Hernia – inguinal; Inguinal hernia; Rupture; Strangulation; Incarceration
Definition of Hernia
A hernia is usually a sac formed by the lining of the abdominal cavity (peritoneum). The sac comes through a hole or weak area in the fascia, the strong layer of the abdominal wall that surrounds the muscle.
Causes, incidence, and risk factors
Usually, there is no obvious cause of a hernia. Sometimes hernias occur with heavy lifting. Hernias may be present at birth, but the bulging may not be noticeable until later in life. Some patients may have a family history of hernias.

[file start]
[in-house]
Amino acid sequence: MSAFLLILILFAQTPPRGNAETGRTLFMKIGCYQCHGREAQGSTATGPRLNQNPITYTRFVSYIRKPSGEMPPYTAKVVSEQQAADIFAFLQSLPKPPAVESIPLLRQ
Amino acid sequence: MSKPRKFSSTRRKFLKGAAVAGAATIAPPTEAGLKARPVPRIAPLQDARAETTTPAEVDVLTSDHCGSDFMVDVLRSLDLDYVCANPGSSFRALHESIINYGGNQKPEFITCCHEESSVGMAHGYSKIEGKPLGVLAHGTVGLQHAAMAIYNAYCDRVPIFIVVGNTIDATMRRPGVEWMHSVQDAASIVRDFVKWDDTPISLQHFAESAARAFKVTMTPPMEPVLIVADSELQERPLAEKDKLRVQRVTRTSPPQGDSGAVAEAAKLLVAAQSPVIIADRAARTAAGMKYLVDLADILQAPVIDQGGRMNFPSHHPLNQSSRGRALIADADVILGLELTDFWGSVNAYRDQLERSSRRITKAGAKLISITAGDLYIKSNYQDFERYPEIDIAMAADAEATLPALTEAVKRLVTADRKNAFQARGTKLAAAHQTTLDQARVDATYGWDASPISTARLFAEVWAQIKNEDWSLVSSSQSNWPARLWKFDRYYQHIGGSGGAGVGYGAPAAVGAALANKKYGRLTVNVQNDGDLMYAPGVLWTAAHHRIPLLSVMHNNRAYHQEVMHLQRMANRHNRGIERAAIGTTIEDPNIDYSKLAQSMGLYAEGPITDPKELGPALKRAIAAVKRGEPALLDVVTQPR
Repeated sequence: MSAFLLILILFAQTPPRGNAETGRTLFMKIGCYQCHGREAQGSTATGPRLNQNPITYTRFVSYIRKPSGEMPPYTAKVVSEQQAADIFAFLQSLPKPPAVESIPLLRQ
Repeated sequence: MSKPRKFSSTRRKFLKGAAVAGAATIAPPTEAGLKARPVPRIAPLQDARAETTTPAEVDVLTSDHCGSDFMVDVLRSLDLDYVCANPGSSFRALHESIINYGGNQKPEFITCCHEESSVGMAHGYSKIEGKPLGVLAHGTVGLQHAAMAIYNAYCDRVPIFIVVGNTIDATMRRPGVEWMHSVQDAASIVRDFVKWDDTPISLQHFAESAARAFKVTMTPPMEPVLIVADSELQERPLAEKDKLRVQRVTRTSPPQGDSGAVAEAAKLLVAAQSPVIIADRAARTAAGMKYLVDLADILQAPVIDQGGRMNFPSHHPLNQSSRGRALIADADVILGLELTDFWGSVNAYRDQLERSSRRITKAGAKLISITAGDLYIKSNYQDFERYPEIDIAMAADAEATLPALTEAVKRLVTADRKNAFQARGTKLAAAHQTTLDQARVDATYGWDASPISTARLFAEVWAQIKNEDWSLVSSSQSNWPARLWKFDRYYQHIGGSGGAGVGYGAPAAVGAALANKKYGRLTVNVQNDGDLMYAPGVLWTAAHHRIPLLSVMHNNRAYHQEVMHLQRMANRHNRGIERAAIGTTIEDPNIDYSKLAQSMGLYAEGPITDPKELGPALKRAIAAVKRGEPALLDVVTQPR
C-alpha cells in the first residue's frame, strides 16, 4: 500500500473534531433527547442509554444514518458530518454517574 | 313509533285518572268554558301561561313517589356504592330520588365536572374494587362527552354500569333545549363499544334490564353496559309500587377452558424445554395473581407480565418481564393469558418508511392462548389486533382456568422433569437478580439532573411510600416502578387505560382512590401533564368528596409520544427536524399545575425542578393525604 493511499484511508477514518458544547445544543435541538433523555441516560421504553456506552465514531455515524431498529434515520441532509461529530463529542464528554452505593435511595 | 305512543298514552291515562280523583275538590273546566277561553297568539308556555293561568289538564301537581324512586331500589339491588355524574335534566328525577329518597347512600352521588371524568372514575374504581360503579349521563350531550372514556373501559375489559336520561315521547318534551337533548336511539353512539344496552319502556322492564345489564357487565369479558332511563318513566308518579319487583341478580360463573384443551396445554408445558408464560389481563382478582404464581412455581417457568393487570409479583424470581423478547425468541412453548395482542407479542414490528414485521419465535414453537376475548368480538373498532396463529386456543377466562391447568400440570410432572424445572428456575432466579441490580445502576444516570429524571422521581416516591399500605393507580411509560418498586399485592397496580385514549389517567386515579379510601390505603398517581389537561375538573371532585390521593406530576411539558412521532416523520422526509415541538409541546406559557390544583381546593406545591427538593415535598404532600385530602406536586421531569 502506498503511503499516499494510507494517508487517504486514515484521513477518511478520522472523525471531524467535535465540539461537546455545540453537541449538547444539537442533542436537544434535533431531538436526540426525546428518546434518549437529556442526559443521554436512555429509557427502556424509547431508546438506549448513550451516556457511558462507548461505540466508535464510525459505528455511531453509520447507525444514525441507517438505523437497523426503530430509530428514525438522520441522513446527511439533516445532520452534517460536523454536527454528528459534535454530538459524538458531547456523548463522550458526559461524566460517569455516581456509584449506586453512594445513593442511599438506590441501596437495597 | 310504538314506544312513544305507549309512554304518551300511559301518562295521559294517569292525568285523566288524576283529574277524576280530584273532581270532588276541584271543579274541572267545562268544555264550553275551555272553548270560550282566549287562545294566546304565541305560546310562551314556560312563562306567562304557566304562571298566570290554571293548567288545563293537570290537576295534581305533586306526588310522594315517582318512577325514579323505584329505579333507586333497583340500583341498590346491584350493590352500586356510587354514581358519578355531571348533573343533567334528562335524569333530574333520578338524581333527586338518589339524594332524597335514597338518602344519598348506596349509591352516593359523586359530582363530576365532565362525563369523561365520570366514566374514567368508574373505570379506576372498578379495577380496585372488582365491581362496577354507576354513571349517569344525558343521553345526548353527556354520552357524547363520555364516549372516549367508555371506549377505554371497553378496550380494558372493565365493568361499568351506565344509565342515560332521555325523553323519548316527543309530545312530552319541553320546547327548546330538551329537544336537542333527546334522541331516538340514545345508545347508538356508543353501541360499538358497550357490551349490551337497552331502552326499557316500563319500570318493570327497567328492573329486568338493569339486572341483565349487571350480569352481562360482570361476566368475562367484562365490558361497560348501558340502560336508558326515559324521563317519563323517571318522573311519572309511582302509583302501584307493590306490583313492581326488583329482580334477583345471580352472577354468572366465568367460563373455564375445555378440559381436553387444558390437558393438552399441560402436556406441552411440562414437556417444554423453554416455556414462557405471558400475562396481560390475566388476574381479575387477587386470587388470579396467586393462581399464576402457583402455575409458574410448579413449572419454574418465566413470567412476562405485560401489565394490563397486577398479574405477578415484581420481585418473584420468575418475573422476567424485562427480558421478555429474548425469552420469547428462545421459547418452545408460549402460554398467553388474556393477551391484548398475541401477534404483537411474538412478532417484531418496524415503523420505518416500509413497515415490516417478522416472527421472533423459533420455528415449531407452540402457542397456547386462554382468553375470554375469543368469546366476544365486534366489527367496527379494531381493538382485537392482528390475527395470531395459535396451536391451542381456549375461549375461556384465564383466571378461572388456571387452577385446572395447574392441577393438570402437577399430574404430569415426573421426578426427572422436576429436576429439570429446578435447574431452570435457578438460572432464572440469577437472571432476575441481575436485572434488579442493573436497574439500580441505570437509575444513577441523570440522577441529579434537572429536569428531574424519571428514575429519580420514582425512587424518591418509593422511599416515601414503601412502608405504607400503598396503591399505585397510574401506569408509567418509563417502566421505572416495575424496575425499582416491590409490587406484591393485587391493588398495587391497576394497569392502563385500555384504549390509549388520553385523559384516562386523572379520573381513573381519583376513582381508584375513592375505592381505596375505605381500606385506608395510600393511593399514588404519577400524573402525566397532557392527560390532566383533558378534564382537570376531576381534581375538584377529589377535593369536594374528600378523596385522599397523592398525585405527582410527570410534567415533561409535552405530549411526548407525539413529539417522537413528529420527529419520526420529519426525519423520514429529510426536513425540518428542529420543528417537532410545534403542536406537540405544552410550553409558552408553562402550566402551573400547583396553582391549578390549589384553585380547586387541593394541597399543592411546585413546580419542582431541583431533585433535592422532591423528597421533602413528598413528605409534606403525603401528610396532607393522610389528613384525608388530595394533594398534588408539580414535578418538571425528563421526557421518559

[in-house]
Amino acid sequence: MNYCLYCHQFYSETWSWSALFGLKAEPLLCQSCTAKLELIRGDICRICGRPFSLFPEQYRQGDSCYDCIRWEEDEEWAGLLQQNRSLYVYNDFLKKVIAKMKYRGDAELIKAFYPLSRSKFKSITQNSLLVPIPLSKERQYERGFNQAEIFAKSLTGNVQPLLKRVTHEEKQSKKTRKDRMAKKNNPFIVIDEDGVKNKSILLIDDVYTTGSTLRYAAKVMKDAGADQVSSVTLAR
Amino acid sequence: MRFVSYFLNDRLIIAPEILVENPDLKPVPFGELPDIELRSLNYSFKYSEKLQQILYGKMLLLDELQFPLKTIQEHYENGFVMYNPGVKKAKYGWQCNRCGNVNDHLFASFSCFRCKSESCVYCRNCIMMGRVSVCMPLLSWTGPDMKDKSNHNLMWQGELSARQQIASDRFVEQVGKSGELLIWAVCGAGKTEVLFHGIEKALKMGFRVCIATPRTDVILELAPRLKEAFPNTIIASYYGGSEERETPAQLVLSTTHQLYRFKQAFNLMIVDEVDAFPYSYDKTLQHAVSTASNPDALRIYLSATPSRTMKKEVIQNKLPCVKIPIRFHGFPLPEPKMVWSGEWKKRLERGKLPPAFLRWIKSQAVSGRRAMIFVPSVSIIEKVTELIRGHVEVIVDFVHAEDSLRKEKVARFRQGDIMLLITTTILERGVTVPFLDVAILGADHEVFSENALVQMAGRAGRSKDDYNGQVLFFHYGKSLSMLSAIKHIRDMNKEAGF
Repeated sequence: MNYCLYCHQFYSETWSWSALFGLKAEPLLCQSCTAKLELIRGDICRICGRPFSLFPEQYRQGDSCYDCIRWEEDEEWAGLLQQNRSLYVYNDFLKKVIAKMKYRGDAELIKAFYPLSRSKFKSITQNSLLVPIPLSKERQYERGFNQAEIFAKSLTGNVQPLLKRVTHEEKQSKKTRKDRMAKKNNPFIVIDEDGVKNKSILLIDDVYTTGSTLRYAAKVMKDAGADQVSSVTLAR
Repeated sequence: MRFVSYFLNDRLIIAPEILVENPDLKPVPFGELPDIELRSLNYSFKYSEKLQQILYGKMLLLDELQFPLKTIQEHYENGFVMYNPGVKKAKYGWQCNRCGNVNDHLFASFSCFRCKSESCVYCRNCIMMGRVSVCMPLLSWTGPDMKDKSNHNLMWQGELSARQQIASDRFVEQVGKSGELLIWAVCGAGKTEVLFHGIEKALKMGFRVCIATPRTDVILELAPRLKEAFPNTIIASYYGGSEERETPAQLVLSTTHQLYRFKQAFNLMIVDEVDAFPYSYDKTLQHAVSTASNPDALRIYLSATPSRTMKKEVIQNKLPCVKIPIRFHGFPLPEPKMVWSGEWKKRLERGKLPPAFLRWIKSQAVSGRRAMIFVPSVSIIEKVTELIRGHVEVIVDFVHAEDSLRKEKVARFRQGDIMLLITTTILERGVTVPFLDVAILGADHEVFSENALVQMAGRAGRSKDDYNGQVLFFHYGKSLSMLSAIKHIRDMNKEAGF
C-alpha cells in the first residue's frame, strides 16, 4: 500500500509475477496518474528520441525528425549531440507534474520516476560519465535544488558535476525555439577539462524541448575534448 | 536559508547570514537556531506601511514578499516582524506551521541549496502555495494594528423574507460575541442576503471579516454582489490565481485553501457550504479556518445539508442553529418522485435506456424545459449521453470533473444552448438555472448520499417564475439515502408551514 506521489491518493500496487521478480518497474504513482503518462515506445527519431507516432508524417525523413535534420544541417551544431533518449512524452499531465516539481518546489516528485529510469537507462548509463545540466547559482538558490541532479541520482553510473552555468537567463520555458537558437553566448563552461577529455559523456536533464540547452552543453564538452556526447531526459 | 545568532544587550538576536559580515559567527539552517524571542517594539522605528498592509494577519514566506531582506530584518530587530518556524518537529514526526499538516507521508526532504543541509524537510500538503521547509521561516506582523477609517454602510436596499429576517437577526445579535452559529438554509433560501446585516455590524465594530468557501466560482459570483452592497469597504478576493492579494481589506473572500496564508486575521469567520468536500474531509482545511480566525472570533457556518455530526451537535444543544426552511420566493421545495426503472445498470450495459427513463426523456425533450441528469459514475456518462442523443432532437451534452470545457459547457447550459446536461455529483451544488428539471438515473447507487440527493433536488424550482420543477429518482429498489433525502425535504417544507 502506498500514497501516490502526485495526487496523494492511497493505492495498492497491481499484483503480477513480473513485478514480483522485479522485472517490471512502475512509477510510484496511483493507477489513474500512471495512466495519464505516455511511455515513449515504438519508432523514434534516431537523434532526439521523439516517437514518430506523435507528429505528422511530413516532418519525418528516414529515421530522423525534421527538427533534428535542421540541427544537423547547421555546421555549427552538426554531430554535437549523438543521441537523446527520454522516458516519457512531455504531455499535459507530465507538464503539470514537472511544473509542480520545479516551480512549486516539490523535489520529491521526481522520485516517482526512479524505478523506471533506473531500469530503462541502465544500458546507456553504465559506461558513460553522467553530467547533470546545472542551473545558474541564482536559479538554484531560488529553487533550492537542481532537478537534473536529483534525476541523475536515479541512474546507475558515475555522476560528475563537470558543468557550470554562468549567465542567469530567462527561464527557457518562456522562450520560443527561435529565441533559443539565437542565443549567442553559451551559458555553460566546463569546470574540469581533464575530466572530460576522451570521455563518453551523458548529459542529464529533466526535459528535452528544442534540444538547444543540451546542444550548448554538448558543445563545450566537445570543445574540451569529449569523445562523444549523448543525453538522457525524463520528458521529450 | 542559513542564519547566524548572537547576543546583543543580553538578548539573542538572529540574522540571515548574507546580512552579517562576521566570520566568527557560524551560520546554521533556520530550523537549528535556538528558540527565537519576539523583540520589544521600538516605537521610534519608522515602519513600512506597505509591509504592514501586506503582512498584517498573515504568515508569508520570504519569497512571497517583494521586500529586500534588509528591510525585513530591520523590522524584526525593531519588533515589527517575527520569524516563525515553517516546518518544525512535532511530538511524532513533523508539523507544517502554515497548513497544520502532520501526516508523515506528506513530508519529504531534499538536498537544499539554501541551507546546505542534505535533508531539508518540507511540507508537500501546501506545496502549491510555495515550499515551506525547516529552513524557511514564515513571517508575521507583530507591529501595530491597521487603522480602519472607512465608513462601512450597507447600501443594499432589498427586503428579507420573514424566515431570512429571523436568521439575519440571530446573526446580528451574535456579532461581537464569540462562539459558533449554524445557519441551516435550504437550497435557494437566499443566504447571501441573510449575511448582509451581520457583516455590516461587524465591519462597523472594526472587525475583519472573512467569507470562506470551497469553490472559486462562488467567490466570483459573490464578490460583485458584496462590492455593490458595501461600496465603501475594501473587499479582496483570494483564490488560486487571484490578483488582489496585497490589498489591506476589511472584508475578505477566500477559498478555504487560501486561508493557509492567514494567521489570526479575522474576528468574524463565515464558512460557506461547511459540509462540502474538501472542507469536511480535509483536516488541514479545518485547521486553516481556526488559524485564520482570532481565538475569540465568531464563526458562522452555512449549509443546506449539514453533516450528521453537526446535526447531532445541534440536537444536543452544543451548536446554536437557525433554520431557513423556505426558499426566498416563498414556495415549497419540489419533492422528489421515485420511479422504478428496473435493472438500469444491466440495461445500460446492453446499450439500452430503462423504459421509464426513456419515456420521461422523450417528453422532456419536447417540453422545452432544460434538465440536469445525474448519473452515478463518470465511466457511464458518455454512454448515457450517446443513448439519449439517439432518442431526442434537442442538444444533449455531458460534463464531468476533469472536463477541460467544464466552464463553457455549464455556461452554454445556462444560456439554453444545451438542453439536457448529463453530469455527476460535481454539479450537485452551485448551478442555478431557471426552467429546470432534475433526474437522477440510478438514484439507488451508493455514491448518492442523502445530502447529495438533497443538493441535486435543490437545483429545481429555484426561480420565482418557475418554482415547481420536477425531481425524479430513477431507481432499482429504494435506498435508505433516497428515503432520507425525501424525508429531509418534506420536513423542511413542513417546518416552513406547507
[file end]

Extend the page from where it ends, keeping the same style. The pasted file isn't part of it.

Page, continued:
Most often there are no symptoms. However, sometimes there may be discomfort or pain. The discomfort may be worse when you stand, strain, or lift heavy objects.
Signs and tests
A doctor can confirm the presence of a hernia during a physical exam. The mass may increase in size when coughing, bending, lifting, or straining.
Surgery is the only treatment that can permanently fix a hernia. However, smaller hernias with no symptoms can sometimes be watched. Surgery may have more risk for patients with serious medical problems.
The outcome is usually good with treatment. Recurrence is rare (1-3%).
Shabir Bhimji MD, PhD, Specializing in General Surgery, Cardiothoracic and Vascular Surgery, Midland, TX. Review provided by VeriMed Healthcare Network. Also reviewed by David Zieve, MD, MHA, Medical Director, A.D.A.M., Inc. – 11/5/2010